This Is Plastics: The Future of Plastics: Plastic waste provides new opportunities for upcycled products


The Future of Plastics: Plastic waste provides new opportunities for upcycled products

In this installment of the Future of Plastics series, learn how researchers are finding innovative ways to create opportunities from discarded plastic.


Plastics possess enormous opportunity to create products vital to improving longevity, health, and quality of life. In addition to its flexibility, plastic also has the lowest environmental impact when compared to existing alternative materials.  However, the processes that allow plastic products to be recovered and recycled are just as important as the versatile needs they fill. Increased funding for innovative recycling research ensures that plastics can be recycled and upcycled into new products, creating a more circular economy.

Mechanical recycling is a vital part of our recycling systems. However, new, more complex products made with various polymers, like plastic packaging and tires, are harder to break down. Advanced recycling technologies, like chemical recycling and pyrolysis, use heat and gas to break down more complex products into their original building blocks. These virgin-like plastic polymers can then be used to manufacture new products or fuels. Together, mechanical recycling and advanced recycling technologies create a holistic circular economy – the backbone of any groundbreaking plastic innovation.

Giving plastics a second life

Advanced recycling technologies are gaining popularity across the world, particularly in Europe, as a sustainable end-of-life process for plastic products that create new opportunity from waste. In fact, according to a life cycle assessment, which maps the environmental impact of end-of-life processes, chemical recycling emits 50% less CO2 than incineration of mixed plastic waste, and the biproduct can be reused for new products.

These low-emission opportunities have spurred countless research projects that aim to find better, more sustainable, and environmentally friendly solutions to plastic waste challenges. Researchers at the Ames Laboratory’s Institute for Cooperative Upcycling of Plastics (iCOUP) at Iowa State University are working to discover new catalytic processes to recycle plastics made possible by a $12.8 million research award from the U.S. Department of Energy. The technology uses catalytic methods to break down polymer chains into original building blocks that can be then used to create higher quality products, like lubricant oils or waxes. While this technology is not yet available on a large scale, scientists believe it shows great promise.

Scientists at Purdue University are working with Hasler Ventures LLC to commercialize a new technology that converts plastic waste to fuel that could satisfy as much as 4% of the U.S. demand for gasoline and diesel fuels. Similar to the Ames Lab research, Purdue’s Low-Pressure Hydrothermal Processing innovation transforms plastic waste products into gasoline, diesel, and other fuels. With further investment, this technology could soon become commercial, making it widely available across the country.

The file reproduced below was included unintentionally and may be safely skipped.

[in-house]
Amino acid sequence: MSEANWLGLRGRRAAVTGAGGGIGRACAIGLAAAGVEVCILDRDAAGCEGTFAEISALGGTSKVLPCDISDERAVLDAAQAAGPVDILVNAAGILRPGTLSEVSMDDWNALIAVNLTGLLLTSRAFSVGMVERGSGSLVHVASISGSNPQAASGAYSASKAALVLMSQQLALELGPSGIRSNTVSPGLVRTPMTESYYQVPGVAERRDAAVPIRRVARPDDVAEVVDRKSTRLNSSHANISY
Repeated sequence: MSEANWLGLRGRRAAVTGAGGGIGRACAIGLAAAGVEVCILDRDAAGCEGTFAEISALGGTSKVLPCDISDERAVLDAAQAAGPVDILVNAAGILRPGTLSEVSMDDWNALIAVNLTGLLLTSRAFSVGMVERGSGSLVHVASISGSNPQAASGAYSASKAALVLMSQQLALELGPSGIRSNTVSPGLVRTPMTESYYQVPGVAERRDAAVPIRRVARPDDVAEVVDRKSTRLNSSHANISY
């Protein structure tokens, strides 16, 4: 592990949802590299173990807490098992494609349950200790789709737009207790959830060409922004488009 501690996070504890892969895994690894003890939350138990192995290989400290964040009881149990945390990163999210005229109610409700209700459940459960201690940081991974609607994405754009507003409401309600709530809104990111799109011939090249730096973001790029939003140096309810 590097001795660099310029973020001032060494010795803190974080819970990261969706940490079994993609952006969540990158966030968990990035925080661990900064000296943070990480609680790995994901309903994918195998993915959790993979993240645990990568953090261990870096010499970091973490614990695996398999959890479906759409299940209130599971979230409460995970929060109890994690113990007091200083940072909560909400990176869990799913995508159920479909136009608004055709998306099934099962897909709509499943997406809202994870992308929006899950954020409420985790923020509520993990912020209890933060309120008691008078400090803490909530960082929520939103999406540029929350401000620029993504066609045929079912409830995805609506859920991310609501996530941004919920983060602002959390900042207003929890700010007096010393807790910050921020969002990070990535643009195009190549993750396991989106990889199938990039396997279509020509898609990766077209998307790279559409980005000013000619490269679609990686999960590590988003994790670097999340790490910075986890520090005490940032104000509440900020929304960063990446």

Industry is a key piece of the puzzle

While academia and government collaboration is incredibly important to future plastic waste recycling initiatives, industry is also an active partner in these solutions. The Alliance to End Plastic Waste, which brings together plastics and consumer goods companies across the value chain, recently launched a scholarship program focused on innovative chemical recycling technologies and business models that will award up to $20 million to eligible projects. Technip Energies is investing in Synova’s thermochemical recycling technology which takes dirty, mixed plastic waste and breaks it down into reusable compounds. As a bonus, the process also has a low carbon footprint and provides virgin-like plastic resin.

Brightmark, a waste solutions provider and innovator in pyrolysis technologies, will partner with SK Global Chemical to establish a commercial size plastics renewal plant using advanced recycling technologies in South Korea. The project aims to create a more circular economy in the region and help create new value from increasing plastic waste flows. In the United States, Dow is partnering with Mura Technology to upscale its HydroPRS advanced recycling technology that uses plastic waste to create feedstocks for new products, supporting a circular economy.


Efforts to explore the opportunities that plastic waste provides are vital to ensuring that no plastic ends up in the environment. Government funded research efforts, like iCOUP, are leading the way in supporting commercialization efforts for practical, effective technologies. Continued support and collaboration with industry and academia will only enable further innovations that can circulate all plastic through the economy as new products.

When announcing a new funding grant for the Ames Lab, former Secretary of Energy Dan Brouillette called innovation efforts vital to “mobilizing America’s scientific workforce to lay the foundation for the nation’s future energy innovation, security, and prosperity.”

This is the true future of plastics: new products and new opportunities.

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